Finessing my affinage

Affinage? That’s maturing your cheese once it’s made.

In my experience, this is where the real skill is when making cheese. Up to this point you are scrupulously clean,  follow a recipe, watch your pH and handle your cheese appropriately – trying to standardise as far as possible from one batch to another to avoid variations in your end product. But what you do next can turn a simple cheese into a masterpiece. At this point, variations in temperature, humidity and surface treatment can create wildly different cheeses even from a single batch.

This was exactly the point of bringing home the four small brie cheeses that we made this week. Each of us has four cheeses and each of us is going to record what we do with them and report back.

A. is going to keep things simple and taste hers at different ages, although she might decide to try something different with one or two of them. P. is going to taste one at a young stage, surface treat one of hers with extra white mould (there’s already some in the cheese) and keep the other two under slightly different temperature regimes to see whether they develop differently. My four cheeses are going to be treated as follows:

  1. Charcoal-coated, kept at about 10-12C
  2. As-is, kept at about 10-12C
  3. As-is, for 3 weeks at about 10-12C, then tasting and trial storage in oil (with herbs?)
  4. As-is for 3 weeks at about 10-12C, then wrapped in calvados-soaked nasturtium leaves and matured for a further 3-4 weeks at 10-12C

Ash-coating of cheeses is common on the continent and I have enjoyed eating many such products, so the first treatment makes use of some food-grade charcoal powder that I already have. The third treatment is the sort of thing that you do with feta and I thought it might result in a good flavour. The final treatment is my most experimental, but using alcohol-soaked edible leaves or flowers is an approach used by various artisan cheese makers. I toyed with using nasturtium flowers rather than leaves, but I decided that they were a bit delicate for a first try, although I may give them a go in the future. The leaves are currently macerating in calvados, where they will stay until I’m ready to wrap the cheese.

As for the big cheese, I’m keeping it simple. It’s currently on a rack drying at room temperature. By tomorrow the surface should be nice and dry and it should no longer be weeping any whey. I’m then going to use cheese coating on it – this is a breathable coating that protects the cheese from unwanted micro-organism contamination, but still allows the production of a rind with surface growth. I’ve never used it before, but the cheese is so big that it would be difficult to wax, and a challenge to store without risking surface contamination.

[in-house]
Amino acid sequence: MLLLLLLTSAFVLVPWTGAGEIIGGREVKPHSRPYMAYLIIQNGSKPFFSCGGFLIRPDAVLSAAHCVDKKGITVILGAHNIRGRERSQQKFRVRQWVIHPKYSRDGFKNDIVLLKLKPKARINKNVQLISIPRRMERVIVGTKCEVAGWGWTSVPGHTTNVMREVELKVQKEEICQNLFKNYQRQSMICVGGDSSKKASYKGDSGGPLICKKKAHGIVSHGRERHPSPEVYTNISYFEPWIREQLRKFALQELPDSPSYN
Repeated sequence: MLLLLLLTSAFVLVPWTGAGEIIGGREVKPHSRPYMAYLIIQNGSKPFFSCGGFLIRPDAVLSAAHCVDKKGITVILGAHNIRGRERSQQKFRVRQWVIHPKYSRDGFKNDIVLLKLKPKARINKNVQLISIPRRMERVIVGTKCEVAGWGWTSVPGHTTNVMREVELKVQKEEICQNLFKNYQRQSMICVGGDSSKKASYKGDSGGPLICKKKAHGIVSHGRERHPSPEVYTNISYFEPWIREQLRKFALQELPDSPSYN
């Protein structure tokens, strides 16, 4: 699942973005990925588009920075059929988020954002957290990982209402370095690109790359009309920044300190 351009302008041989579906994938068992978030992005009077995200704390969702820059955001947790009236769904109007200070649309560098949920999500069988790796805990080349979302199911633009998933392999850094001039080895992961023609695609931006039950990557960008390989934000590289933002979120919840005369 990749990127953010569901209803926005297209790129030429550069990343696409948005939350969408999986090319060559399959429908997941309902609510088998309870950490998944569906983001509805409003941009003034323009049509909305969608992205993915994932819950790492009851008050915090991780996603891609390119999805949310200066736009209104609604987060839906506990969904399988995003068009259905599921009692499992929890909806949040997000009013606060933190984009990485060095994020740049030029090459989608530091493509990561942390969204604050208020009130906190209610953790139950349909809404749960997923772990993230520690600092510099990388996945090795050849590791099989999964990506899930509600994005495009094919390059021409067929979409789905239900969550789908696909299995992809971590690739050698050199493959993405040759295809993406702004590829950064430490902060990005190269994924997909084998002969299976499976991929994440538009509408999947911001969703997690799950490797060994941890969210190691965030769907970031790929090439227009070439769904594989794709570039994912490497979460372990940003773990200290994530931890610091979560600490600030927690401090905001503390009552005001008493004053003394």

IMGP4375

It’s like waiting for cheese to dry!

Over the coming weeks I will report back about progress… wish me luck!

 

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26 Comments

  1. WOW! Really interesting experiments. Good job you have that special fridge! I look forward to seeing how they turn out – all delicious I am sure but with different flavours.

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  2. This is fascinating, I had no idea what is involved in making cheeses. Or that there is a variety of ways to finish them. I’m not sure how much luck you need as you seem to have a pretty good idea what you’re doing. But good luck anyway!

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  3. Luck!! Now is getting close to the time I wish I could pop in for a visit and a little cheese tasting! 🙂 This sounds so exciting and interesting and inspiring……. I’m looking forward to hearing how it all goes!

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  4. Calvados soaked nasturtium leaves? That’s certainly making use of what you have to hand! I’m glad you’re not going with the orange-sweaty-very-stinky finish on Chaumes cheese…

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  5. Affinage – great word! I always learn so much from your posts Mrs Snail.

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  6. I look forward to hearing the results! Sounds a great experiment – and very tasty.

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  7. Good luck! This is where my cheese making efforts quickly deteriorate since I don’t have anywhere “stable” for them to live in while they age.

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  8. Good luck, but I don’t think you will need it. My mouth is watering at the thought of these cheeses.

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  9. As a cheese lover, I am fascinated by what you are getting up to. Gouda keep on trying 🙂 Respect!

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  10. Laurie Graves

     /  October 24, 2017

    My goodness! Quite a process. Look forward to reading about the results.

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  11. Oh yummy these look good. I hope you get the flavors you’re after.

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    • When I checked yesterday, the outer mould was not developing as I wanted on the small cheeses, so I changed my plans…. and we ate half of one of them… it was delicious. Now one is oiled, one is wrapped in leaves and the remaining half of the one we ate has been cubed and is in olive oil (like feta). The charcoal one has been left to do its own thing for the time being… pictures in due course, no doubt.

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